Posts Tagged ‘Apollo 17’

Space Shot Finals

July 10, 2011

Atlantis lifting off on final mission as seen from a NASA training plane

As Atlantis does the last Space Shuttle work delivering supplies to the International Space Station, I reflect on another last NASA final flight, the one that took place on December 7, 1972, when Apollo 17 made America’s final trip to the moon and back. That one was a big deal anyway, but for me, an even bigger deal, because I was on Cape Kennedy filming it, and snapping a few slides of my own. Good thing I did, because I have the slides, but who knows what happened to the WRBL-TV film.  The TV footage turned out better than my inexpensive automatic-exposure camera, mainly because NASA told all professional photographers on the scene exactly what F stop to use with a 16mm film camera.

Here’s the way my cheap camera shot turned out. I had the 16mm movie camera running in one hand, while I rapidly snapped stills with the other hand.

NASA had a little bit better luck. Here is the official  photo.

I can thank then Ledger-Enquirer Chief Photographer Lawrence Smith for my being there.  He called and said a buddy of his was flying down in his small Cessna and had a spare seat and I could have it. Naturally, I jumped at  the offer.  The Columbus Ledger-Enquirer owned 51 percent of WRBL-TV and Radio at the time, so Lawrence could invite me without catching any flack from the paper’s management.

The flight down was a thriller. It was storming that day. But, the storms were scattered, so we took off.  It took us a little longer to get there because we had to fly around the storms, and when we got to Orlando where we were going to land and rent a car, it was socked in, and we couldn’t land. The pilot – I wish I could remember his name – decided to try for a small strip near  the Cape.  It was just one runway, but long enough for the big private jets that carried the big shots and celebrities to the Cape, and certainly long enough for the puddle-jumper we were in.  When we got there and looked down, there was a cloud, but it sat right next to the runway, not over it. We must have been living right.

By launch time that night, the weather cleared, and we got to experience that spectacular lift-off.  When that last Saturn 5 rocket was lit, it lit up the Cape.  And, it was one of those “you had to be there” moments. You could see it at home on a TV screen, but you did indeed have to be there to hear the roar and feel the vibrations of that Saturn loaded with enough  fuel to power the moon orbiter and lander out of Earth’s gravitational field and hurtle it to the Moon.

Now, we watch hopefully that there will be no tragedy to report as the very dangerous mission is being performed by the crew of Atlantis.    Getting to the space station and back home is dangerous.  Docking with the space station is dangerous. The shuttle itself is dangerous. For those wishing the shuttle program to continue, perhaps they need to understand that  the imperative for launching space shots has changed. It’s a new ball game. More on that next. Stay tuned.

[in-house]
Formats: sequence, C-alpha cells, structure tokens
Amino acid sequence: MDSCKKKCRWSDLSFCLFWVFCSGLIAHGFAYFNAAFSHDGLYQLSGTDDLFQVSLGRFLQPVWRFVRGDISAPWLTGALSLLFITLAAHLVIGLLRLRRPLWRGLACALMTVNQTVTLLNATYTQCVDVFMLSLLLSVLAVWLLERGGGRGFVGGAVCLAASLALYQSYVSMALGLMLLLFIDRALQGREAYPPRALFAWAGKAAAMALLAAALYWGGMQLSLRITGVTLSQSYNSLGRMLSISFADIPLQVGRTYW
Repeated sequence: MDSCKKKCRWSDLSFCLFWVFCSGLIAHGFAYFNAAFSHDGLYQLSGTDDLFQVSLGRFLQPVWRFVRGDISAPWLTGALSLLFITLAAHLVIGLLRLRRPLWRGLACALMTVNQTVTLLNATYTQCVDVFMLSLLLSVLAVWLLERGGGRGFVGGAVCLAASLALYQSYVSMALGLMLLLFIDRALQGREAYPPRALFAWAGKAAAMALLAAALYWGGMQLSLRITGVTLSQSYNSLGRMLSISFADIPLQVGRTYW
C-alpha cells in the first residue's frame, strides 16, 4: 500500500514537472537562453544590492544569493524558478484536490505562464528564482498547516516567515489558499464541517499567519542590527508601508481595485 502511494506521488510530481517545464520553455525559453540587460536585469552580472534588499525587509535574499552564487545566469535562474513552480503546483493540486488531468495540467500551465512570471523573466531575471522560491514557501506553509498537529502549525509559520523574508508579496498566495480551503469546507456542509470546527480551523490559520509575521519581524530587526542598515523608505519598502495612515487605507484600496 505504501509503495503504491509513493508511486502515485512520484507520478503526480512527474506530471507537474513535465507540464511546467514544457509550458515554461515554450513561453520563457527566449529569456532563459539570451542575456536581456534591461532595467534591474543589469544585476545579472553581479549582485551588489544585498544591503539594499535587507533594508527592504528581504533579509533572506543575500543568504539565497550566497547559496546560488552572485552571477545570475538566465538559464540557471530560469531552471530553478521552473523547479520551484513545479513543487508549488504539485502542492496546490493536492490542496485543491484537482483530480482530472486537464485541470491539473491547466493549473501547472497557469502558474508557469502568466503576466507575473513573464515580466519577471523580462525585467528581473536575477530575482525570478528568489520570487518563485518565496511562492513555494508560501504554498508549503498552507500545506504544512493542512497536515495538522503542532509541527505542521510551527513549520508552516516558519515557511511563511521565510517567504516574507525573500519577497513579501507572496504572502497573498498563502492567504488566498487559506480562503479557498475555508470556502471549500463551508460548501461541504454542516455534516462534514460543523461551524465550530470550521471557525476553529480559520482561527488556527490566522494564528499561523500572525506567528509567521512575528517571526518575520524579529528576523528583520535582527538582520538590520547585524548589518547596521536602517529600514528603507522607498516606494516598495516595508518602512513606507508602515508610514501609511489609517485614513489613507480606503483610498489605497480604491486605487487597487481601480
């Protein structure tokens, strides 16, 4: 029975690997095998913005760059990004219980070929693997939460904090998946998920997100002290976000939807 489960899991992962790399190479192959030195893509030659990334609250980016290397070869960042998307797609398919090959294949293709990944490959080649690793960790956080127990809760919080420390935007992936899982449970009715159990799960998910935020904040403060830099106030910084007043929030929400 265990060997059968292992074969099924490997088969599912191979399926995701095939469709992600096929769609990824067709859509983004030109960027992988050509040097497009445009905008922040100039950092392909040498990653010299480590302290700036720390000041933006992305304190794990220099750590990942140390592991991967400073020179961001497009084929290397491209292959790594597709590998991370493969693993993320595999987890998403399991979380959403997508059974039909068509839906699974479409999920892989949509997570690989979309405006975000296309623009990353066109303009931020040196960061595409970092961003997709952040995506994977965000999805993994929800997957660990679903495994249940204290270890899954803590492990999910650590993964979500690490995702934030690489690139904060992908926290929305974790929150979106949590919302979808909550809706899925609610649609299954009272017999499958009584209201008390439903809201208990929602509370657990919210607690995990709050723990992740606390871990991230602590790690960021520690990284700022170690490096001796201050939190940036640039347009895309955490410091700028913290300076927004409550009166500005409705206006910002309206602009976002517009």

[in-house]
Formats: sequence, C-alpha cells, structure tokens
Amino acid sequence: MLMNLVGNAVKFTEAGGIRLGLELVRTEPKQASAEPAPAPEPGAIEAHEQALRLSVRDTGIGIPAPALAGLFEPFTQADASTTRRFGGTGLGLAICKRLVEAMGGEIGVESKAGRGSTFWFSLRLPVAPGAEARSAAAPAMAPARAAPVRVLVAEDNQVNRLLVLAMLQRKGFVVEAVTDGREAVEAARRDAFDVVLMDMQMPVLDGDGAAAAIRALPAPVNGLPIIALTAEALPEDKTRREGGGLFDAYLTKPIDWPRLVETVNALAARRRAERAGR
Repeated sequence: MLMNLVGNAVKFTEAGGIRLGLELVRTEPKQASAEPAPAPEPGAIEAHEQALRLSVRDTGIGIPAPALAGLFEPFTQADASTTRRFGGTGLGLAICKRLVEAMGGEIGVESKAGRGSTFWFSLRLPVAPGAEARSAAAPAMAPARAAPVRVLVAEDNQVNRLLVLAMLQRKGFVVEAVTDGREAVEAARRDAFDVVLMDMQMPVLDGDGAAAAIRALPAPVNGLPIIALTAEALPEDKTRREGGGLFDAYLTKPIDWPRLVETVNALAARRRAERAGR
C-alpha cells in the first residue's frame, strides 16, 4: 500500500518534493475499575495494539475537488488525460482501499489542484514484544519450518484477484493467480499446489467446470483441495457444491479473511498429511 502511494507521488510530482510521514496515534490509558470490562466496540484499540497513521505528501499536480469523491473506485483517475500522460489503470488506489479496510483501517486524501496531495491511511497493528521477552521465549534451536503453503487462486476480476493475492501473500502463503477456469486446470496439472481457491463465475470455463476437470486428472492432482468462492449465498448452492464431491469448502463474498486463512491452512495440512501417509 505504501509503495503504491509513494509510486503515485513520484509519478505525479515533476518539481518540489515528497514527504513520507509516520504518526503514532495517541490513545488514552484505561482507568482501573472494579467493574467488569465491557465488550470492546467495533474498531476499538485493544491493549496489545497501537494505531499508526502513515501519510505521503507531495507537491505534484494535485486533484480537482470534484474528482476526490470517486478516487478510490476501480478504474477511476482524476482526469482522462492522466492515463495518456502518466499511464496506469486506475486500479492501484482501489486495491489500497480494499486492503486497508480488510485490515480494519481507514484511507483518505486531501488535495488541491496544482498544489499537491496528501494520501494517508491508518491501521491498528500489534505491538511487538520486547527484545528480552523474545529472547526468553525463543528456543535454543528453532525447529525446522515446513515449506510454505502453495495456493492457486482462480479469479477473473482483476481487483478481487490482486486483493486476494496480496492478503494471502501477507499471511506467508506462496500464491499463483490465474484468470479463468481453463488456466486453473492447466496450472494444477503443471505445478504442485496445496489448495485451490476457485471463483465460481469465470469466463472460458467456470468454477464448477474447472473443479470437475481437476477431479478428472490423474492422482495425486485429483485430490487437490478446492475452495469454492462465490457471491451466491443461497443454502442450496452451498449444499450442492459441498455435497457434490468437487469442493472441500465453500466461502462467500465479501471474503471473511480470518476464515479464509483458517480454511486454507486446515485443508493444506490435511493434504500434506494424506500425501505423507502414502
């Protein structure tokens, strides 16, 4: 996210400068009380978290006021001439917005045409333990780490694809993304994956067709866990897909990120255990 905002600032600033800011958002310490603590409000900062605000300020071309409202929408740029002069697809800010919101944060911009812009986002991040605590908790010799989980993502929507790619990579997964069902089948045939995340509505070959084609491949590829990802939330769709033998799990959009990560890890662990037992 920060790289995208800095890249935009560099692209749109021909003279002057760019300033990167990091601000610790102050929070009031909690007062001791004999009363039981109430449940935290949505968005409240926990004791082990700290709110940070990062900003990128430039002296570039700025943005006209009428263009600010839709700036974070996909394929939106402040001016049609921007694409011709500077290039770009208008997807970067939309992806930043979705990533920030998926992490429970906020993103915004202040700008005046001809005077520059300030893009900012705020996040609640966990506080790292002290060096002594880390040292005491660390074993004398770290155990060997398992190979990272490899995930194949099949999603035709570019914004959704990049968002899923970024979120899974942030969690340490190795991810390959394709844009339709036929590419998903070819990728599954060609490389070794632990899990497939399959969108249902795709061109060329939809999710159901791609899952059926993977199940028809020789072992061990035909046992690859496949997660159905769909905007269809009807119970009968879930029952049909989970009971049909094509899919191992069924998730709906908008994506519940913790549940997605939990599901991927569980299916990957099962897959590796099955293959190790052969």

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The Endeavour Night Launch Reminds Me of the Night Launch I Saw 38 Years Ago

February 15, 2010

Endeavour crew space-walks to work on the International Space Station (NASA photo)

 

As I follow the news from NASA about the space shuttle Endeavour mission, which marked the last night launch of the shuttle program,  I remember the only space shot I witnessed at the Kennedy Space Center.  Ledger-Enquirer photographer and friend Lawrence Smith offered me a ride on a friend’s airplane to witness the night launch of Apollo 17.  Armed with my WRBL-TV 16 mm movie camera and my own still camera, I joined Lawrence and his friend and another man to take off from Columbus on the morning of December 6, 1972, . It was an interesting ride because we had to fly around a lot of thunder storms.  It was worth the excitement to see the first night Apollo launch, which also happened to be the last time Americans went to the moon.  

On December 7th, 1972, at 12:33 a.m. , Apollo 17 launches and heads for the moon. (NASA photo)

 

The pictures that the astronauts sent back on the way and on the moon were spectacular.  

Eugene Cernan walks on the moon (NASA photo)

 

Up until recently, there were plans for America to go to the moon again.  That idea has been scuttled, I’m told.  Americans were supportive of the moon shots almost 40 years ago, but priorities have changed, and unless there is some catastrophic accident, space shots get little publicity.  Save Space, a Florida website, is trying to get people to write Congress to save the space flight program.  It points out what the space program has given the world. 

“Satellite communications, microwaves, cellular phones, miniaturized computers, pacemakers, kidney dialysis, scratch-resistant lenses, medical and sports technology, adjustable smoke detectors, cordless tools, and water filters are just a few examples of the advances that have occurred through NASA space research. Not to mention the entrepreneurs, jobs, and commercial aspects of many space research spin-offs.” 

Wikipedia says this is probably the most reproduced picture in the world. It is earth as seen from the space craft Apollo 17 five hours after lift-off on December 7, 1972. It's called "The Blue Marble." (NASA photo)